The room where the body lay was devoid of furniture, with the exception of a lounge, table and a bed. Here Coroner Holman impaneled a jury, composed of Al Thomas, H. C. Wood, Charles Gristmacher, E. S. Wood, James Wood and J. Reed. Frank Ohlegschlager, who lives about a mile from the Woolridges was sent for, and arrived shortly after the jury was selected.

In making an examination of the body Coroner Holman found that the skull was fractured, and there was a triangular gash on the right side of the forehead. The gash was not made by a revolver or a club, but evidently by falling upon a “dead” --?-- under the timbers of the bridge and near where the body was found.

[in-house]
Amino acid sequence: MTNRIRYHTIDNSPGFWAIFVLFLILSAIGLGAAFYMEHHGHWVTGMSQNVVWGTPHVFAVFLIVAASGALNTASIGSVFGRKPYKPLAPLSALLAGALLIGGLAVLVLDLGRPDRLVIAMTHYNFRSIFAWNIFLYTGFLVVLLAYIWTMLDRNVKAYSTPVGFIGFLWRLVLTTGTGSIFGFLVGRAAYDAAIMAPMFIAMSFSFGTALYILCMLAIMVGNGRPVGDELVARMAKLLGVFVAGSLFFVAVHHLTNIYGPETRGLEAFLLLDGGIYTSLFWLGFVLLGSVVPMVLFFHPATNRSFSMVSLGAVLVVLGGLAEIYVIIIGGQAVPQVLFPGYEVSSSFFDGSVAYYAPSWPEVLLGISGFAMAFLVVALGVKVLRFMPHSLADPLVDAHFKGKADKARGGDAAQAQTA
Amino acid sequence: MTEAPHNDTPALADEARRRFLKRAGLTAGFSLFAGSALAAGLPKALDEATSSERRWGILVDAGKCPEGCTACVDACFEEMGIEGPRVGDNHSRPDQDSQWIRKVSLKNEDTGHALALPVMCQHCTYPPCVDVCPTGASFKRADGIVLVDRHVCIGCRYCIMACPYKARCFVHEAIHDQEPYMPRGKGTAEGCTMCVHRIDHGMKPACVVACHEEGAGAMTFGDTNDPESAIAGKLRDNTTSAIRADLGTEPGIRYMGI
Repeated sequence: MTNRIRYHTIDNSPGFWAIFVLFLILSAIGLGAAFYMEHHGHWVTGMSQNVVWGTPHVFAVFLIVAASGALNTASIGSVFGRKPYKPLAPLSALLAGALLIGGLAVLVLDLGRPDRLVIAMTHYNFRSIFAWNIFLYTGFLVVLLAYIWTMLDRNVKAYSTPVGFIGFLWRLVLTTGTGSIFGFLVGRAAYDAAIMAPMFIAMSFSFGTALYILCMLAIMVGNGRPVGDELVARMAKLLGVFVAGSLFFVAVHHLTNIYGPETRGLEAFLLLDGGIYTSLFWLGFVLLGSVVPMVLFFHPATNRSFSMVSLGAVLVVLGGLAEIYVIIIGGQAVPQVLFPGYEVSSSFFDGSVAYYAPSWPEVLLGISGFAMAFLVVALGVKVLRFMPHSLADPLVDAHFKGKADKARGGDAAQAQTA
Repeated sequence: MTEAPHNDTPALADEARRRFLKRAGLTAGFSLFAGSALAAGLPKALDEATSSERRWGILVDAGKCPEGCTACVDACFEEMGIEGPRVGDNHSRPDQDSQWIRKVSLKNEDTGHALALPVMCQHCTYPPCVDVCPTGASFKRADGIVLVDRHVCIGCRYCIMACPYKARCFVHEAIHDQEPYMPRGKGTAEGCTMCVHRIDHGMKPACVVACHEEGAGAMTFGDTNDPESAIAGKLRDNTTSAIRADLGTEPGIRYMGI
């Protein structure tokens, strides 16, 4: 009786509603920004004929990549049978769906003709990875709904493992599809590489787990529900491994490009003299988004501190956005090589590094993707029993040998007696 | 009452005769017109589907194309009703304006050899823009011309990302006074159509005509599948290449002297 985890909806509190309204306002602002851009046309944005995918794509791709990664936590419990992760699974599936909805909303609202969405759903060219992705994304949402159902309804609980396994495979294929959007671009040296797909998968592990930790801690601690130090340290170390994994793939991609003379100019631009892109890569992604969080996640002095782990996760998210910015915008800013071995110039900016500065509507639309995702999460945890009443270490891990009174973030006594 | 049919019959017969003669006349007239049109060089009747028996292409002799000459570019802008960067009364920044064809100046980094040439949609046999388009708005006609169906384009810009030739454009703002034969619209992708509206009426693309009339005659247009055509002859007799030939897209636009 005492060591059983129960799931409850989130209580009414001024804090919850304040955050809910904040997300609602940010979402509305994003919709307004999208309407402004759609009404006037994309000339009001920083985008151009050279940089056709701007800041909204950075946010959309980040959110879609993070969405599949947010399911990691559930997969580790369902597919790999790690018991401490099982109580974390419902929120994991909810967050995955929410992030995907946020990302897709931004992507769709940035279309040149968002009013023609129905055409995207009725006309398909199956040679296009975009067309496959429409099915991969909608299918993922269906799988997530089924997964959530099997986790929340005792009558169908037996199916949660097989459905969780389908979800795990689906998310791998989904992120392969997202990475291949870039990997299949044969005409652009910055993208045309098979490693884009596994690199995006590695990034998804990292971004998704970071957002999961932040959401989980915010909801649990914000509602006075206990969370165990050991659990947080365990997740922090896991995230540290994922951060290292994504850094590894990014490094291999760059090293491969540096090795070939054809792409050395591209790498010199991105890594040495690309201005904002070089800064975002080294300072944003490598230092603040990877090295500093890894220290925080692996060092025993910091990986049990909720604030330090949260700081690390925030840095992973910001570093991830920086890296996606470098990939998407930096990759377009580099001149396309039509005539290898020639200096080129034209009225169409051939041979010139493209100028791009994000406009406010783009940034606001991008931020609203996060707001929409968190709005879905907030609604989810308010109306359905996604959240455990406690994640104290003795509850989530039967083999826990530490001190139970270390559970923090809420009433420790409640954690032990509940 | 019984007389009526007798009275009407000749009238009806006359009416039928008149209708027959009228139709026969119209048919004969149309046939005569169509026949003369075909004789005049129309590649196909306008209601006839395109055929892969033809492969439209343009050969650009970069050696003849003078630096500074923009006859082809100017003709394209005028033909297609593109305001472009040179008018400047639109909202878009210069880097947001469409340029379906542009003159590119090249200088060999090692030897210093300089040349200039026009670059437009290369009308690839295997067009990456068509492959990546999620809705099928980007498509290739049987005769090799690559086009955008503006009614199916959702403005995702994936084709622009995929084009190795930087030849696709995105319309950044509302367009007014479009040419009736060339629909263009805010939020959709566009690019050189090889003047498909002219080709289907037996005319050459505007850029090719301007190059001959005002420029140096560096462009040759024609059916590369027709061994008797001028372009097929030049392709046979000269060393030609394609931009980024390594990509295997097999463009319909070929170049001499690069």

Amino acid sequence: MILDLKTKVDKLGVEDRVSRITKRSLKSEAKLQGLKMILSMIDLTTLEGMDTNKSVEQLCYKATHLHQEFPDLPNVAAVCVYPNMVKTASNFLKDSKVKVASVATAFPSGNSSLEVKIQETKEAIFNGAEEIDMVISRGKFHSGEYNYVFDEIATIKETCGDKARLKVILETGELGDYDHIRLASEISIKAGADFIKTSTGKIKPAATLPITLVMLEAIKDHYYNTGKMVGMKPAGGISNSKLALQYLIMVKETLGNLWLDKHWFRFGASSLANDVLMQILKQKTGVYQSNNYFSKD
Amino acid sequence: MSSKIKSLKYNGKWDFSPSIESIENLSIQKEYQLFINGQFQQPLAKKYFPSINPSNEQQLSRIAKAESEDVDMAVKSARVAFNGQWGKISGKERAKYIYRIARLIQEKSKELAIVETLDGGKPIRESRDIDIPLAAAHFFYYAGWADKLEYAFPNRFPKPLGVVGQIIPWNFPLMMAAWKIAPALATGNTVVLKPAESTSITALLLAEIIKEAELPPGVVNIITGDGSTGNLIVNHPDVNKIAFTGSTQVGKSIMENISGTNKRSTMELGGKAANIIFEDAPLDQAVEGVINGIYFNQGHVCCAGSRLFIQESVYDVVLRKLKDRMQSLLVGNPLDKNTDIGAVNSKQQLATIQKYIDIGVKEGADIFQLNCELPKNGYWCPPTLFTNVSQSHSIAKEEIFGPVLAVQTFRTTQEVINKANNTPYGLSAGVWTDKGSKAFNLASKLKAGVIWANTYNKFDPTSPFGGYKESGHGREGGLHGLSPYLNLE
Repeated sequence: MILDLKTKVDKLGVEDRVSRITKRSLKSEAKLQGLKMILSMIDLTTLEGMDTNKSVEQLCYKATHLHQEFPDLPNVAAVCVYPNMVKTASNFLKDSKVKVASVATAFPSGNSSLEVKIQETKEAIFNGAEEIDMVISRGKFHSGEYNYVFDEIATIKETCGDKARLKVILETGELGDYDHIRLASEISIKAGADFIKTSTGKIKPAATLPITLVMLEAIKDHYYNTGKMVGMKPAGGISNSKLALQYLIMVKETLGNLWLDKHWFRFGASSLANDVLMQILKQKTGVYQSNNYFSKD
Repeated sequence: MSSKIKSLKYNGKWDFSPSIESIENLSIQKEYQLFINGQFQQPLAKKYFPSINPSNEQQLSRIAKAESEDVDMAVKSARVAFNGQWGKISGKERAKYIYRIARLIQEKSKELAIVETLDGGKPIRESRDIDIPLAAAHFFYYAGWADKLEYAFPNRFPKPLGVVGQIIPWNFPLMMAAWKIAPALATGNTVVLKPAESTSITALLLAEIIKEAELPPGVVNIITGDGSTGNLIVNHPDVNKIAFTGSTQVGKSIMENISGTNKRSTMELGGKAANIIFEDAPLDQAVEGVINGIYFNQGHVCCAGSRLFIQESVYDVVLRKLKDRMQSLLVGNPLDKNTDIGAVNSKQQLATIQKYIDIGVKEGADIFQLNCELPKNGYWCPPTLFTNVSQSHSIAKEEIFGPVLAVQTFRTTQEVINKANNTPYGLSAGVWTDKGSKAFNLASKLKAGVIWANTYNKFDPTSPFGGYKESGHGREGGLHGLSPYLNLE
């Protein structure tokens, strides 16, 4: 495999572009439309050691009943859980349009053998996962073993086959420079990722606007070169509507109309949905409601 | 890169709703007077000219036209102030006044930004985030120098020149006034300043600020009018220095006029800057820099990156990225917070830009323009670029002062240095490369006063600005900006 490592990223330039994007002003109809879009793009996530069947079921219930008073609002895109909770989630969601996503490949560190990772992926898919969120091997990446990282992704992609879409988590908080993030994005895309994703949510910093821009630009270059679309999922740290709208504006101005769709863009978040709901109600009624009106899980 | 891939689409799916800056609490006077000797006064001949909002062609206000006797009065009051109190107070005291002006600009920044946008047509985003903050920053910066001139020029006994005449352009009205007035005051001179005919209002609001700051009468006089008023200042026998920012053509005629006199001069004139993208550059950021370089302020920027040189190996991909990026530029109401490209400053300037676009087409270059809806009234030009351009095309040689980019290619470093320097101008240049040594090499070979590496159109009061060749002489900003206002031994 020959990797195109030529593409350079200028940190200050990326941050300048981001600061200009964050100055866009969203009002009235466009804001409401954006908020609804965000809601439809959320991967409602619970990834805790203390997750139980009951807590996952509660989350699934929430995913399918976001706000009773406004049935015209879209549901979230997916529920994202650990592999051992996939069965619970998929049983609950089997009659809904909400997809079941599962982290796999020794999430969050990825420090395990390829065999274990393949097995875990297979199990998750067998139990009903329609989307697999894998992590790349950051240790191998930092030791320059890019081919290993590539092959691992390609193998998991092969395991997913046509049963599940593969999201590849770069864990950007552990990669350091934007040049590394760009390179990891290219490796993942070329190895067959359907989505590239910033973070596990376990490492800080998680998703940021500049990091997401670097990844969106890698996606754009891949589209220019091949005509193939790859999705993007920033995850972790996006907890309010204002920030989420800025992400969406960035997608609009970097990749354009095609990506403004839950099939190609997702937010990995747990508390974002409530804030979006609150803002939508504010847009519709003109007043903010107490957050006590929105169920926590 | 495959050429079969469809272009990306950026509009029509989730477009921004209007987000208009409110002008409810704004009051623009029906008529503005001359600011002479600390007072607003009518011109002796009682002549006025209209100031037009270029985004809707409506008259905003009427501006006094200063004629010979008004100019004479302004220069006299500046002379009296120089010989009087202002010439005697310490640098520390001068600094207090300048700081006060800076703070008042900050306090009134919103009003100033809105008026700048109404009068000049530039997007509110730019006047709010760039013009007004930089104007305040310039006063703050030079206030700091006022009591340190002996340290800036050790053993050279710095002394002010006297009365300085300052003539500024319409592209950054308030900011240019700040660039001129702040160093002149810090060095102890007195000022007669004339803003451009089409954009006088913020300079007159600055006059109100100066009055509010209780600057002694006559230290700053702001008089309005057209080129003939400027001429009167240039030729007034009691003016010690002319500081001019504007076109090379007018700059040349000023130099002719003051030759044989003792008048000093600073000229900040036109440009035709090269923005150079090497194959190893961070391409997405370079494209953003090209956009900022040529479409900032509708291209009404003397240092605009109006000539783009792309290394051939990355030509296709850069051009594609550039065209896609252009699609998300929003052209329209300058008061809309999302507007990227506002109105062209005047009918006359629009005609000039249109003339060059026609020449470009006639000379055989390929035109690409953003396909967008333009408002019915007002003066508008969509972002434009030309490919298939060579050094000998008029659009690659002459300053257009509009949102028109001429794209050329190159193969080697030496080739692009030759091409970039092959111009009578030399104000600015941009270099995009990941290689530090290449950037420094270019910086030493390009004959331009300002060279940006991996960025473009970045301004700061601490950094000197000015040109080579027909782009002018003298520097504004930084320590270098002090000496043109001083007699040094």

Andrew Neff, proprietor of the South Portland saloon, on the northwest corner of Corbett street and Bancroft avenue, was the first witness. He stated that when he went on duty about 6 o’clock Friday night as --?- Woolridge, Ohlegschlager and another man playing cards for drinks. Woolridge drank one glass of beer and took several cigars; Ohlegschlager drank two glasses of beer and took some cigars. About --?- o’clock both men left, intending to catch the West Portland motor and go home. They missed the car, and returned to the saloon, where they played cards until ? o’clock, but neither one drank anything. Then Woolridge arose and started to go. His companion evidently pressed him to stay, for Woolridge said: “No, I won’t; I promised the old lady to be home early and I’m going.” He drew a sack of money from his pocket and walked to the counter to pay for some drinks. So far as Neff could see the money was all silver. He thought than Woolridge had about $30 in all. Neff saw two holes in the sack and told Woolridge to be careful or he would lose his money. Woolridge did not reply and Neff gave him a cloth tobacco bag, and threw the old sack away. He returned the money to his pocket, and Neff thought Ohlegschlager watched him curiously. Both men then left the place.